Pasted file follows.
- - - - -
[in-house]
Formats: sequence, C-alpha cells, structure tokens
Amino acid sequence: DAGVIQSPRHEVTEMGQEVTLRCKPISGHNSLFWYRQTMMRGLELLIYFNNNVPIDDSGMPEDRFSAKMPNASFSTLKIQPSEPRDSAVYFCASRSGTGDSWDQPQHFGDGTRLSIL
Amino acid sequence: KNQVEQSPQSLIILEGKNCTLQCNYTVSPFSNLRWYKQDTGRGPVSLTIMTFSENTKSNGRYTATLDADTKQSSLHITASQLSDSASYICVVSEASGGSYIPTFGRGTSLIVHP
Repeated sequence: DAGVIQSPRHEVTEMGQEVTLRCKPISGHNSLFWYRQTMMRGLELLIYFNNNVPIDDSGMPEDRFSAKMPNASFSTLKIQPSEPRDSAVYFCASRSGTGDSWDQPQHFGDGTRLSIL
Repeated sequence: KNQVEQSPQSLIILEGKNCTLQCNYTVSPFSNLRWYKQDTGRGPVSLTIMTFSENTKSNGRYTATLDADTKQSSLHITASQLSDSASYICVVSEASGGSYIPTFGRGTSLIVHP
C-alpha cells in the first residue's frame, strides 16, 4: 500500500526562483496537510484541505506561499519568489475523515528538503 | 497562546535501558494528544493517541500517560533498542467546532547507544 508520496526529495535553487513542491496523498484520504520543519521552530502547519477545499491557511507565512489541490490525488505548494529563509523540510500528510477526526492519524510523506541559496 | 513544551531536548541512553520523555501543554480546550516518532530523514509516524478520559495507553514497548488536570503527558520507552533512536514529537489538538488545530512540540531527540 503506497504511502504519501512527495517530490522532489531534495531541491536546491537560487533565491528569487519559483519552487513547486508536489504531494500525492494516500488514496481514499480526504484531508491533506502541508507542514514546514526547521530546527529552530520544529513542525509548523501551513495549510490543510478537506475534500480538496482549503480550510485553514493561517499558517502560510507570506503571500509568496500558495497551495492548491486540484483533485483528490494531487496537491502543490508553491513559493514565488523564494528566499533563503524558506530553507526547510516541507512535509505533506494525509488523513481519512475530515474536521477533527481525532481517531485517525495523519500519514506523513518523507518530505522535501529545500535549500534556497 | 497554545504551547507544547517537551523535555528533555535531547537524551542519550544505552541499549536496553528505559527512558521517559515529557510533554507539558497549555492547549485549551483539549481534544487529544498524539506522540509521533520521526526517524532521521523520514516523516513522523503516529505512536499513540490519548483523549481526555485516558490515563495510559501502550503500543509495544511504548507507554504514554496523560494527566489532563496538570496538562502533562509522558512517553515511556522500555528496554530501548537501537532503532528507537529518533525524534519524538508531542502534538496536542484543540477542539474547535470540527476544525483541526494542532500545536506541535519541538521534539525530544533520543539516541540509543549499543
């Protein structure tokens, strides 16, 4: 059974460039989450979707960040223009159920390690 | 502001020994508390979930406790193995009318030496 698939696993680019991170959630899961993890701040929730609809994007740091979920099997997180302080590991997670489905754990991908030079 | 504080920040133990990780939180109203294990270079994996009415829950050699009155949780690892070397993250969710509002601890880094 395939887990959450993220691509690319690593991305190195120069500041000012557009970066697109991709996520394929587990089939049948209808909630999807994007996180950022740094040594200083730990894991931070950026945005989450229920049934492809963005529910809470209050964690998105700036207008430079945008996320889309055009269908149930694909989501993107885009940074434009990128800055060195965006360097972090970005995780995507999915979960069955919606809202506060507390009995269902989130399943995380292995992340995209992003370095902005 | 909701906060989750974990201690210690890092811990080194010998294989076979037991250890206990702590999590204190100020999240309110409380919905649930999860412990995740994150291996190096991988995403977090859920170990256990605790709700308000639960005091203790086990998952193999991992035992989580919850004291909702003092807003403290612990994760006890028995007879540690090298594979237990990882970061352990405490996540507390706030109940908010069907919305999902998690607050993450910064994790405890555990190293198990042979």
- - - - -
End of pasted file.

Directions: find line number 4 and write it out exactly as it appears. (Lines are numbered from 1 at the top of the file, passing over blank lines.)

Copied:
Amino acid sequence: KNQVEQSPQSLIILEGKNCTLQCNYTVSPFSNLRWYKQDTGRGPVSLTIMTFSENTKSNGRYTATLDADTKQSSLHITASQLSDSASYICVVSEASGGSYIPTFGRGTSLIVHP